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Temperature Dependence of K
∆
G
o
=
∆
H
o
 T
∆
S
o
= RT ln K
Dividing both sides by RT and rearranging:
ln K = 
Τ
∆Η
ο
R
+
R
S
ο
∆
Compare:
y
=
mx
+
b
(straight line equation)
where y = ln K
and x =
Plot ln K vs and get a straight line.
The slope of the line = 
R
ο
∆Η
and the yintercept =
R
S
ο
∆
This slope will be positive or negative depending on the sign of
∆
H.
Suppose the plot of ln K vs gives a positive slope.
Since the slope

R
ο
∆Η
, a positive slope
implies
∆
H is negative (exothermic reaction).
A positive slope also means:
As ln K increases, increases
As ln K increases, T decreases
As K increases, T decreases
As K decreases, T increases
This is consistent with LeChatelier’s principle, which implies that for an exothermic reaction, a
lower
temperature will shift the reaction to the right leading to a higher value of K, or conversely, a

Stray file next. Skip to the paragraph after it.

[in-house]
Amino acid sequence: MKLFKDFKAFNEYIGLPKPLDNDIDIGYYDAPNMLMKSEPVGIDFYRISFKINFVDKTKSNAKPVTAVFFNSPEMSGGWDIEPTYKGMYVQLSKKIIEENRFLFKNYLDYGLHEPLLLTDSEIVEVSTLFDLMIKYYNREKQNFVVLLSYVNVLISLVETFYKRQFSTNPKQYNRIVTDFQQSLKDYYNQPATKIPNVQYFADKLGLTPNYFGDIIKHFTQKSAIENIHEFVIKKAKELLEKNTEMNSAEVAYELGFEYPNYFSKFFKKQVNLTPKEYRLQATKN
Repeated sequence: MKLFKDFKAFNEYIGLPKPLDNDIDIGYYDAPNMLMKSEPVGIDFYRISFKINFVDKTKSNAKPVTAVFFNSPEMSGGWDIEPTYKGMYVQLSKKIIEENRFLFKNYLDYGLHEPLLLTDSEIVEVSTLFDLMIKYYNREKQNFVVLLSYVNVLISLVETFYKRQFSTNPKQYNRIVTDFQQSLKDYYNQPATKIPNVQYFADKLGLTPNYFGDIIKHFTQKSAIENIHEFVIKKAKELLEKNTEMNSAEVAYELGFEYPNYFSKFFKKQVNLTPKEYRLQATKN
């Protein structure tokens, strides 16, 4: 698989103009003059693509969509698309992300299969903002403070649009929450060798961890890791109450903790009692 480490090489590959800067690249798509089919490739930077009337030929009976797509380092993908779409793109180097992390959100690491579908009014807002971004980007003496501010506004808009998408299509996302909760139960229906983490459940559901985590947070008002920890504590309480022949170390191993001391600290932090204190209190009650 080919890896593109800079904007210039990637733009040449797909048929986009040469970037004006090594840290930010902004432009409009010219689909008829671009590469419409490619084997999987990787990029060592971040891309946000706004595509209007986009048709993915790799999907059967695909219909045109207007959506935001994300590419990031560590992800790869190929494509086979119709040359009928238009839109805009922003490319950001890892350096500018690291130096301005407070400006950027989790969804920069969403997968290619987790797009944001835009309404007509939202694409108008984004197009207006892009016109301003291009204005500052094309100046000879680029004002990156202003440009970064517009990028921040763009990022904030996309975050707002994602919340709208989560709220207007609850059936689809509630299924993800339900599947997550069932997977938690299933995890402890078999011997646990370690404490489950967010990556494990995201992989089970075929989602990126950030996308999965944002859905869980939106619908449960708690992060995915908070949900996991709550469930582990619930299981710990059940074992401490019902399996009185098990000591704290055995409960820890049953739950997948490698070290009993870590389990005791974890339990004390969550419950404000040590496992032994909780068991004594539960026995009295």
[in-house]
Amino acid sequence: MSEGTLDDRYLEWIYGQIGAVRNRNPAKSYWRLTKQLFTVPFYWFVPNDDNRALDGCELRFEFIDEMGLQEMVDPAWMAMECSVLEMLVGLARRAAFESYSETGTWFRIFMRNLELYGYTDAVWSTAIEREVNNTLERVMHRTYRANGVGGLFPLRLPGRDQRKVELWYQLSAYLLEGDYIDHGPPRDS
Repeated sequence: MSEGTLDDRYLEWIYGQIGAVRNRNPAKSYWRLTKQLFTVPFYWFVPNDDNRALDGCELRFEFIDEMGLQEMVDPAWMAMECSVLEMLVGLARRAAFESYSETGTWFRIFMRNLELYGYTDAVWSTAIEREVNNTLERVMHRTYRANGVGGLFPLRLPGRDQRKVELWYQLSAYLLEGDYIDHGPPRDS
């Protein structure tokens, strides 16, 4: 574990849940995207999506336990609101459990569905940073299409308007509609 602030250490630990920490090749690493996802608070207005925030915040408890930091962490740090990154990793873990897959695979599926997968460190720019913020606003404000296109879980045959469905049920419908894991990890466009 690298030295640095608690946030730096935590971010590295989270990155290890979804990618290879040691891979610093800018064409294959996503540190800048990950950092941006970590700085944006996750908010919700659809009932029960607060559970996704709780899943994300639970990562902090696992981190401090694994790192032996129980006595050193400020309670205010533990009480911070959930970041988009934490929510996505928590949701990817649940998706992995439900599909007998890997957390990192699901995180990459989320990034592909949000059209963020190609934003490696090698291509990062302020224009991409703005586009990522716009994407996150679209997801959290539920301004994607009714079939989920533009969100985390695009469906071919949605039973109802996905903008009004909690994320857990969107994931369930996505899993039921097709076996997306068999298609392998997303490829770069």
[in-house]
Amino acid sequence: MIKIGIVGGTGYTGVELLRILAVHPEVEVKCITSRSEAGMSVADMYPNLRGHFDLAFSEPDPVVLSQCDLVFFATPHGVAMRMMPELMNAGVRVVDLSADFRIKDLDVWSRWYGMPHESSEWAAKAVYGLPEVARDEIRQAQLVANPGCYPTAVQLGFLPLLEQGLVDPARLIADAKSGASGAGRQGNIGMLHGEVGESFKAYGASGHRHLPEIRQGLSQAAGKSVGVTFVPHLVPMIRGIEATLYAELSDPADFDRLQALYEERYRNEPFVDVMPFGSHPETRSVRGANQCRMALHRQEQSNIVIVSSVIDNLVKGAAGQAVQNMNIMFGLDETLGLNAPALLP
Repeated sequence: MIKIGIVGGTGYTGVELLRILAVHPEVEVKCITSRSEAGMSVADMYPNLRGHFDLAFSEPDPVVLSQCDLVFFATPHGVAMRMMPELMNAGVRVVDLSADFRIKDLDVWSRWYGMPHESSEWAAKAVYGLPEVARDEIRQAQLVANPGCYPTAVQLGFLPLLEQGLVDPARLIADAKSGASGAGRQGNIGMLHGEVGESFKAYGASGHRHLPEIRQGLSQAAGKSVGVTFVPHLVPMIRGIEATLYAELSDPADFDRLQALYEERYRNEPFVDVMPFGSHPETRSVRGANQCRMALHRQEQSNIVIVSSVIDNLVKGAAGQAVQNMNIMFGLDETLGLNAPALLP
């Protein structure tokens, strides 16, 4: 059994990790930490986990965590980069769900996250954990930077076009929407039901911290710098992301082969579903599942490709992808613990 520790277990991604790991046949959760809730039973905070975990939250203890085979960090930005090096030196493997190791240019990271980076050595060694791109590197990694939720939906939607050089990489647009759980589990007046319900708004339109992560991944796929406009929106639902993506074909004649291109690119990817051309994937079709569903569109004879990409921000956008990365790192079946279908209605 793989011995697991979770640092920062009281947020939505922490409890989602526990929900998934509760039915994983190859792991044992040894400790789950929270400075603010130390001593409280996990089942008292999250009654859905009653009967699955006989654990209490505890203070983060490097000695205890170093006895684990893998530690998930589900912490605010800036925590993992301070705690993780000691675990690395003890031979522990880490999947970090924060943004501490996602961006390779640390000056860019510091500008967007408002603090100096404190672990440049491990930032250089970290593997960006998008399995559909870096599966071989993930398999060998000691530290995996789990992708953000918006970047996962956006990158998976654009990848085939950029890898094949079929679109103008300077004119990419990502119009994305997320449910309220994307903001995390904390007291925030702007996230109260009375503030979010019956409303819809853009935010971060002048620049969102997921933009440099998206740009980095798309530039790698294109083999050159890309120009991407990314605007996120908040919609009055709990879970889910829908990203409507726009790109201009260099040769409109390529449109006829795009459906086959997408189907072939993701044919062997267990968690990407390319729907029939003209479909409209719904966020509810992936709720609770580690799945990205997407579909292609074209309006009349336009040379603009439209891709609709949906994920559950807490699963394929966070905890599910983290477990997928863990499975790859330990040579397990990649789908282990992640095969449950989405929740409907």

higher temperature will shift the reaction to the left, leading to a lower value of K.
To compare two temperatures and two equilibrium constants:
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View Full Document ln K
2
= 
2
R
Τ
∆Η
ο
+
R
S
ο
∆
ln K
1
= 
1
R
Τ
∆Η
ο
+
R
S
ο
∆
Subtracting the second equation from the first:
ln K
2
– ln K
1
= 
R
ο
∆Η
(
2
T
1

1
T
1
)
This is equivalent to:
ln
1
2
K
K
=
R
ο
∆Η
(
1
T
1

2
T
1
)
or
ln
1
2
K
K
=
R
ο
∆Η
(
2
1
1
2
T
T
T
T

)
N
2
(g) + 3H
2
(g)
⇄
2NH
3
(g)
K = 6.0 x 10
5
at 298.15 K.
What is value of K at 600 K?
For this reaction,
∆
H
o
= 92.22 kJ
∆
G
o
= 32.96 kJ
∆
S
o
= 198.7 J/K
ln
1
2
K
K
=
R
ο
∆Η
(
1
T
1

2
T
1
)
ln
5
10
x
0
.
6
x
=
314
.
8
220
,
92

(
)
15
.
298
)(
600
(
15
.
298
600

)
Solving:
x = 4.46 x 10
3
Alternate method:
∆
G
o
= RT ln K
∆
G
o
= 32.98 kJ at 298 K.
But this value will change at other temperatures.
∆
G
o
=
∆
H  T
∆
S
o
AT 600 K:
∆
G
o
= 92.220 600(
1000
7
.
198

) = +27.0 kJ
Note that reaction is spontaneous in the reverse direction at this high temperature.
+27.0 =  ln K
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This note was uploaded on 07/17/2010 for the course 160 162 taught by Professor Kimmel during the Spring '10 term at Rutgers.
 Spring '10
 Kimmel

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